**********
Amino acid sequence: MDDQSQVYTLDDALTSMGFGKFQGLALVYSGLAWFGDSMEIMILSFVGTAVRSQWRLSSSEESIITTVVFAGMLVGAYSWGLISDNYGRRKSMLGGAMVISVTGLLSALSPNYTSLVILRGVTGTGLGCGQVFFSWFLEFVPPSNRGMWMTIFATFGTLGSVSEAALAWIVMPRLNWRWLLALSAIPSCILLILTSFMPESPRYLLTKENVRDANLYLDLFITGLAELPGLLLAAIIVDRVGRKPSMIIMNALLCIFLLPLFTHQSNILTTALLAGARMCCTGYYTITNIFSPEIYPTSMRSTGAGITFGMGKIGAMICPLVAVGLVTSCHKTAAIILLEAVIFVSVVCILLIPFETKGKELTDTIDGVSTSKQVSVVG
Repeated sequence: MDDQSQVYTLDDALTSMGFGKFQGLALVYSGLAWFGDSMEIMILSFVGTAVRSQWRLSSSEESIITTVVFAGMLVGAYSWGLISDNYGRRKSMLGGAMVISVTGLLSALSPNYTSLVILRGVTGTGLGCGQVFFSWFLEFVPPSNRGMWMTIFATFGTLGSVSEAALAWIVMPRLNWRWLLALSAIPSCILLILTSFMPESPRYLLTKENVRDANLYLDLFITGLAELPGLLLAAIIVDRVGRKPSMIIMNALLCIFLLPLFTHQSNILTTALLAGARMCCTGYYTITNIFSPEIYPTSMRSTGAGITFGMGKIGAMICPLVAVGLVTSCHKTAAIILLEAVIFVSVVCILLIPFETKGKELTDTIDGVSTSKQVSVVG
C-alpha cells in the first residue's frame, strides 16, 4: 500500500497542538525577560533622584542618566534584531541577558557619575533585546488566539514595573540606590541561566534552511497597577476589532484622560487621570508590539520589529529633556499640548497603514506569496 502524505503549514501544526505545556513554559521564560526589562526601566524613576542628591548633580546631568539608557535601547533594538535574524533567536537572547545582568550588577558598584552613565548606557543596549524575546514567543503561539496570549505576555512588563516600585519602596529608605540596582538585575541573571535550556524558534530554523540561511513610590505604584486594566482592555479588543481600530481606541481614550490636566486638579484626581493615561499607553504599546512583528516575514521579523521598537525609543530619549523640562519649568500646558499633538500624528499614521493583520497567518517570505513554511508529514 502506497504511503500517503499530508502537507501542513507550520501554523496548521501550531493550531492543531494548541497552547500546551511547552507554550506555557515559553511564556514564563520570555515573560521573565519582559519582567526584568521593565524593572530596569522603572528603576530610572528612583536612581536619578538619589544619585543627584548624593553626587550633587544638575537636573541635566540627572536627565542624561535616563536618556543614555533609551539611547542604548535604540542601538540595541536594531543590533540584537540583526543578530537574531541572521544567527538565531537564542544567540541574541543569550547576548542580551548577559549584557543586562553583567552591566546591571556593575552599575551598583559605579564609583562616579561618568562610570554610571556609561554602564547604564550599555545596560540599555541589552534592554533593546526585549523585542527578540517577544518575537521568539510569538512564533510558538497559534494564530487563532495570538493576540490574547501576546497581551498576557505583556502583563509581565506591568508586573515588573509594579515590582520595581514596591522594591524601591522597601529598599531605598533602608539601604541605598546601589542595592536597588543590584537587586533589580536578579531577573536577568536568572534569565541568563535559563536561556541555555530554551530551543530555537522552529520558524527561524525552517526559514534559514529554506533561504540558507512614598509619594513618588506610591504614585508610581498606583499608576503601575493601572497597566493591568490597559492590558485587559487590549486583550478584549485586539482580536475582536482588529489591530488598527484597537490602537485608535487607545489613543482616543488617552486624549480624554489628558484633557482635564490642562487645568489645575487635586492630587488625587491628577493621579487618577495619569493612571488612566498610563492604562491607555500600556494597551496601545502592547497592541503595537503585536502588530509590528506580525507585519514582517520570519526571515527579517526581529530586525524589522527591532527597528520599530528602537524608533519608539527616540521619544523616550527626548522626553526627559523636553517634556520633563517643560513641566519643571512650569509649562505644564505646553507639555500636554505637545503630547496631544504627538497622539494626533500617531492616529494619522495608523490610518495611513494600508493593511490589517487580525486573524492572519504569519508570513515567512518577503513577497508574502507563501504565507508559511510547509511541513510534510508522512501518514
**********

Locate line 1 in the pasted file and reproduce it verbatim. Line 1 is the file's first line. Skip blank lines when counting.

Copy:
Amino acid sequence: MDDQSQVYTLDDALTSMGFGKFQGLALVYSGLAWFGDSMEIMILSFVGTAVRSQWRLSSSEESIITTVVFAGMLVGAYSWGLISDNYGRRKSMLGGAMVISVTGLLSALSPNYTSLVILRGVTGTGLGCGQVFFSWFLEFVPPSNRGMWMTIFATFGTLGSVSEAALAWIVMPRLNWRWLLALSAIPSCILLILTSFMPESPRYLLTKENVRDANLYLDLFITGLAELPGLLLAAIIVDRVGRKPSMIIMNALLCIFLLPLFTHQSNILTTALLAGARMCCTGYYTITNIFSPEIYPTSMRSTGAGITFGMGKIGAMICPLVAVGLVTSCHKTAAIILLEAVIFVSVVCILLIPFETKGKELTDTIDGVSTSKQVSVVG